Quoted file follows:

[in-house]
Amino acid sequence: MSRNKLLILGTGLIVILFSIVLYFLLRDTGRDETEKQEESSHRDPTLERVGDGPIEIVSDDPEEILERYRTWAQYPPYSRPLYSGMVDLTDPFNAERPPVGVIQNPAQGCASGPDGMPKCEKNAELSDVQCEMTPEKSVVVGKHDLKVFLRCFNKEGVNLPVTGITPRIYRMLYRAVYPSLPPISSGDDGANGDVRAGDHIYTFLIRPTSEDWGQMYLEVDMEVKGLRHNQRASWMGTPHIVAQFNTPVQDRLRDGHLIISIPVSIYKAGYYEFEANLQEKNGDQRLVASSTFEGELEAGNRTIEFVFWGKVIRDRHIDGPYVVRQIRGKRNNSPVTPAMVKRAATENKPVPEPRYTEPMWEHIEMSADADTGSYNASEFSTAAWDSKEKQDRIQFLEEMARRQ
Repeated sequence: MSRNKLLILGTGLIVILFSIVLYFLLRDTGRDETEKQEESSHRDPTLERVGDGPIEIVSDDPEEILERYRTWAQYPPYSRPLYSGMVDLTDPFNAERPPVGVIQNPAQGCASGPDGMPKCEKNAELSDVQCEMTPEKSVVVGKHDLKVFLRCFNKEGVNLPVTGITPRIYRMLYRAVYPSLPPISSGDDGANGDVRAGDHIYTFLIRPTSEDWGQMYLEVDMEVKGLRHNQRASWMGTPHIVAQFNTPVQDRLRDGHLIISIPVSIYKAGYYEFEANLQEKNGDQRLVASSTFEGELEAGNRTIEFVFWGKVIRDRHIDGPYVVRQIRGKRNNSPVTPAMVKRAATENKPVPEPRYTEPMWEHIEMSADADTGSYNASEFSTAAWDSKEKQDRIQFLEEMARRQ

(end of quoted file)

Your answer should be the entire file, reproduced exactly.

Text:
[in-house]
Amino acid sequence: MSRNKLLILGTGLIVILFSIVLYFLLRDTGRDETEKQEESSHRDPTLERVGDGPIEIVSDDPEEILERYRTWAQYPPYSRPLYSGMVDLTDPFNAERPPVGVIQNPAQGCASGPDGMPKCEKNAELSDVQCEMTPEKSVVVGKHDLKVFLRCFNKEGVNLPVTGITPRIYRMLYRAVYPSLPPISSGDDGANGDVRAGDHIYTFLIRPTSEDWGQMYLEVDMEVKGLRHNQRASWMGTPHIVAQFNTPVQDRLRDGHLIISIPVSIYKAGYYEFEANLQEKNGDQRLVASSTFEGELEAGNRTIEFVFWGKVIRDRHIDGPYVVRQIRGKRNNSPVTPAMVKRAATENKPVPEPRYTEPMWEHIEMSADADTGSYNASEFSTAAWDSKEKQDRIQFLEEMARRQ
Repeated sequence: MSRNKLLILGTGLIVILFSIVLYFLLRDTGRDETEKQEESSHRDPTLERVGDGPIEIVSDDPEEILERYRTWAQYPPYSRPLYSGMVDLTDPFNAERPPVGVIQNPAQGCASGPDGMPKCEKNAELSDVQCEMTPEKSVVVGKHDLKVFLRCFNKEGVNLPVTGITPRIYRMLYRAVYPSLPPISSGDDGANGDVRAGDHIYTFLIRPTSEDWGQMYLEVDMEVKGLRHNQRASWMGTPHIVAQFNTPVQDRLRDGHLIISIPVSIYKAGYYEFEANLQEKNGDQRLVASSTFEGELEAGNRTIEFVFWGKVIRDRHIDGPYVVRQIRGKRNNSPVTPAMVKRAATENKPVPEPRYTEPMWEHIEMSADADTGSYNASEFSTAAWDSKEKQDRIQFLEEMARRQ